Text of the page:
Recall that, for $x$ near $0$, you have \begin{align} &e^x =1+x+\dfrac{x^2}{2}+\mathcal{O}(x^3)\\ &\cos x = 1-\dfrac{x^2}{2}+\mathcal{O}(x^3)\\ & \sin x = x+\mathcal{O}(x^3)\\ \end{align} giving $$\cos x+\sin x-e^x =- x^2+\mathcal{O}(x^3)$$ Since \begin{align} &\ln (1+ x^2) = x^2+\mathcal{o}(x^3) \end{align} then $$\lim_{x \to 0} \frac{\sin(x)+\cos(x)-e^x}{\log(1+x^2)}=\lim_{x \to 0} \frac{-x^2}{x^2}=-1.$$

• I'm not familiar with the Big-O and little-o notation in how you're using it, though I appreciate that your answer is different from the others. Can you explain the notation so I can understand better? Nov 27, 2014 at 21:12
• @flapjackery Please, have a look at this:math.columbia.edu/~nironi/taylor2.pdf Thank you. Nov 27, 2014 at 21:37
• Maybe in a near futur you will study a chapter in the infinite series course entitled ''Taylor expansion'' or Taylor series'' at that time it will be very clear what Olivia did. But if I have to give a short explanation, i tell you that in that course we learn how to find the nearest polynomiale to most functions, If it exists (of course). For example, the polynomial of degree 2 which is the much close to the function $e^x$ is $1+x+(x^2)/2$ and so on for the other functions, next we replace each function by the appropriate polynomial, the computation will simplifies and the limit is obtained. Nov 27, 2014 at 21:41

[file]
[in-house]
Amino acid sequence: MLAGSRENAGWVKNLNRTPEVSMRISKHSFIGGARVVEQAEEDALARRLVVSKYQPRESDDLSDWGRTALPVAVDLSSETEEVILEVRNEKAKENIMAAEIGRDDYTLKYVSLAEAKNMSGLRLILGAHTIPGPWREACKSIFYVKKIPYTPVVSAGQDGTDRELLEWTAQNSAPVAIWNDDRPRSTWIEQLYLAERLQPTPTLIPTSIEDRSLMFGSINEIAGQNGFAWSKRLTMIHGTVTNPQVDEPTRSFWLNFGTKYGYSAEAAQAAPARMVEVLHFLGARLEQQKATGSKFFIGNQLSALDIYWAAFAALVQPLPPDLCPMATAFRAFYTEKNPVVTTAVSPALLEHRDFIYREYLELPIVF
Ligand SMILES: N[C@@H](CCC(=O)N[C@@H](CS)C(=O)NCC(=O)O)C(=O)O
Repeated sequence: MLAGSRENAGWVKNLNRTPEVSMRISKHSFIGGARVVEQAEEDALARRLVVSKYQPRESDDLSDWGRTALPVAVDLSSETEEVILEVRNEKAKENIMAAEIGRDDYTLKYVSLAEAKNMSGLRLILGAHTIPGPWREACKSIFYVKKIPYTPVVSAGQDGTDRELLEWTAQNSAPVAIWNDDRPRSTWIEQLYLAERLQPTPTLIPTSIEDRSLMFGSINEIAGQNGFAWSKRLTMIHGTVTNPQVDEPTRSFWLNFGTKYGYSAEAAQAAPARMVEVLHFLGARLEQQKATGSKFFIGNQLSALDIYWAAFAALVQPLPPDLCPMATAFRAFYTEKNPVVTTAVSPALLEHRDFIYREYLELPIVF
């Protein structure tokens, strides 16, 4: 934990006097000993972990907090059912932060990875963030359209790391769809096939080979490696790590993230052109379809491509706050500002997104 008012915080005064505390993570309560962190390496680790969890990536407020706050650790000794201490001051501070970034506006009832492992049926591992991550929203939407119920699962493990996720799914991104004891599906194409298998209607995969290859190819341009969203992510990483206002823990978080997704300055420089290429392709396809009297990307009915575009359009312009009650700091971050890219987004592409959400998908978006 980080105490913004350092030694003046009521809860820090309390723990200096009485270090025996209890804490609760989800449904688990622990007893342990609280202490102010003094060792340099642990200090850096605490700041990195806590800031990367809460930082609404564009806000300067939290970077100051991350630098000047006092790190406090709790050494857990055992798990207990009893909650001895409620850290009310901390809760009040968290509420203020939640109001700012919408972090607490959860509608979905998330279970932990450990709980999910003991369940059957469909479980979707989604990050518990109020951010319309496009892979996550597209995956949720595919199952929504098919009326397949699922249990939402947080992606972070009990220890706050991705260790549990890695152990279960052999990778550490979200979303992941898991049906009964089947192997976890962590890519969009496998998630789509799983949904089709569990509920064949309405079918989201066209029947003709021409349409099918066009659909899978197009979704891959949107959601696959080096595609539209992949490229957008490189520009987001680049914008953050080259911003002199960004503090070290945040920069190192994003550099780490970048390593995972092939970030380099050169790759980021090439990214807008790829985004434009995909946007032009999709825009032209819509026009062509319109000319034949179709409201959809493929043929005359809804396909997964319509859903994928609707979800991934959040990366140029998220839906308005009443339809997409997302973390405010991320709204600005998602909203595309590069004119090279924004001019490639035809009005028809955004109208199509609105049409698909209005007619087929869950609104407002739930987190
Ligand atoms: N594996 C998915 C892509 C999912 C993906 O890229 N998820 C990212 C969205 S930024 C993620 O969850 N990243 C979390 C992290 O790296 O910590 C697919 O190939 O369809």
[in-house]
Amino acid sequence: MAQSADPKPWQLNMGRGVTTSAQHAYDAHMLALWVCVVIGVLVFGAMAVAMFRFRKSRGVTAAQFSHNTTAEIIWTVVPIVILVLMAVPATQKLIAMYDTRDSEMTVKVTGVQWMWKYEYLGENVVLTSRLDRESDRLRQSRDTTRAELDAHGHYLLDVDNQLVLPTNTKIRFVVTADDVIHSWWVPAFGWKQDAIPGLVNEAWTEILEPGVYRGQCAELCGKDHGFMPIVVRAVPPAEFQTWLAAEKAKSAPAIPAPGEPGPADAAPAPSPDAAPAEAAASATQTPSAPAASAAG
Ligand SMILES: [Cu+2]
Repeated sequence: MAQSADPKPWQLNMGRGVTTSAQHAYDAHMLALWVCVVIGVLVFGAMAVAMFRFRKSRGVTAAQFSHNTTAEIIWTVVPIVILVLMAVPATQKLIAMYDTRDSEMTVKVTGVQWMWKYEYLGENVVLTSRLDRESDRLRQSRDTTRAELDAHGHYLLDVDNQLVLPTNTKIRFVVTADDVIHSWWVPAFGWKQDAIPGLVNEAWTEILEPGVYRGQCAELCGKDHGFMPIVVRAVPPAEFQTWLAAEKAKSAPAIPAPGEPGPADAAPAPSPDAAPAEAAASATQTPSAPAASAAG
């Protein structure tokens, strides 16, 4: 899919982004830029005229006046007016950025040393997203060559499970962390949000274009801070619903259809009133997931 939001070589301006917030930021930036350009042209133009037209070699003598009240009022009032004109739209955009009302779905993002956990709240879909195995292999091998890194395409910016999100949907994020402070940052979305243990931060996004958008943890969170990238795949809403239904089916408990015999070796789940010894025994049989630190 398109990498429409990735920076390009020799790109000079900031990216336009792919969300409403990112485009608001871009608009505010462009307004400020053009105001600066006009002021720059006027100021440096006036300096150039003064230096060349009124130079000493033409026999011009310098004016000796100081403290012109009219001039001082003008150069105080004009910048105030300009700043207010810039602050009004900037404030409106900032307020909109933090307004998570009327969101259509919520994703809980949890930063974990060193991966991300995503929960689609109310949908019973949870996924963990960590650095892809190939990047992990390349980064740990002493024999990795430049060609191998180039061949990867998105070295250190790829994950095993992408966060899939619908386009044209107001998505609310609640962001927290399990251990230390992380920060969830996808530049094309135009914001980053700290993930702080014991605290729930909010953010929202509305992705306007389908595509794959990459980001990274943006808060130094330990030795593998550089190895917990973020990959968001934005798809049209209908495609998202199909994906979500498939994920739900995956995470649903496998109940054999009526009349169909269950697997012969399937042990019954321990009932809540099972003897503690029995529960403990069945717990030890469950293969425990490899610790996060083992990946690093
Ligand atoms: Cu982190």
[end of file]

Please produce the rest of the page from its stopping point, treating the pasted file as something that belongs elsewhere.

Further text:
we get by the rule of L'Hospital $$\lim_{x \to 0}\frac{\cos(x)-\sin(x)-e^x}{\frac{2x}{1+x^2}}$$ $$\lim_{ x\to 0}\frac{(1+x^2)(\cos(x)-\sin(x)-e^x}{2x}$$ $$\lim_{x \to 0}\frac{2(\cos(x)-\sin(x)-e^x)+2x(-\sin(x)-\cos(x)-e^x)}{2}=0$$

• Thanks for your helpful answer. I think you may have made an error in the last step though, as I believe the limit equals -1, not 0. Nov 27, 2014 at 21:13
• One can also remove the $(1+x^2)$ factor from the numerator, because its limit is $1$. So the limit with the factor exists if and only if the limit without it exists and they're equal. However, the derivative of the numerator is completely wrong. Nov 27, 2014 at 21:30

Here's how I would remake the question: $$lim \left( {cos x \over 2x}-{e^x \over2x} \right)- lim {sinx \over 2x}$$ Use L'hopital's rule for the first and you should get negative infinity. The value of the second is equal to 1/2, so the limit is negative infinity.

• I think you may have misread the question. The limit should be $-1$. Though your suggestion in the comments was helpful, I did need to apply l'hopital's again. Nov 27, 2014 at 21:11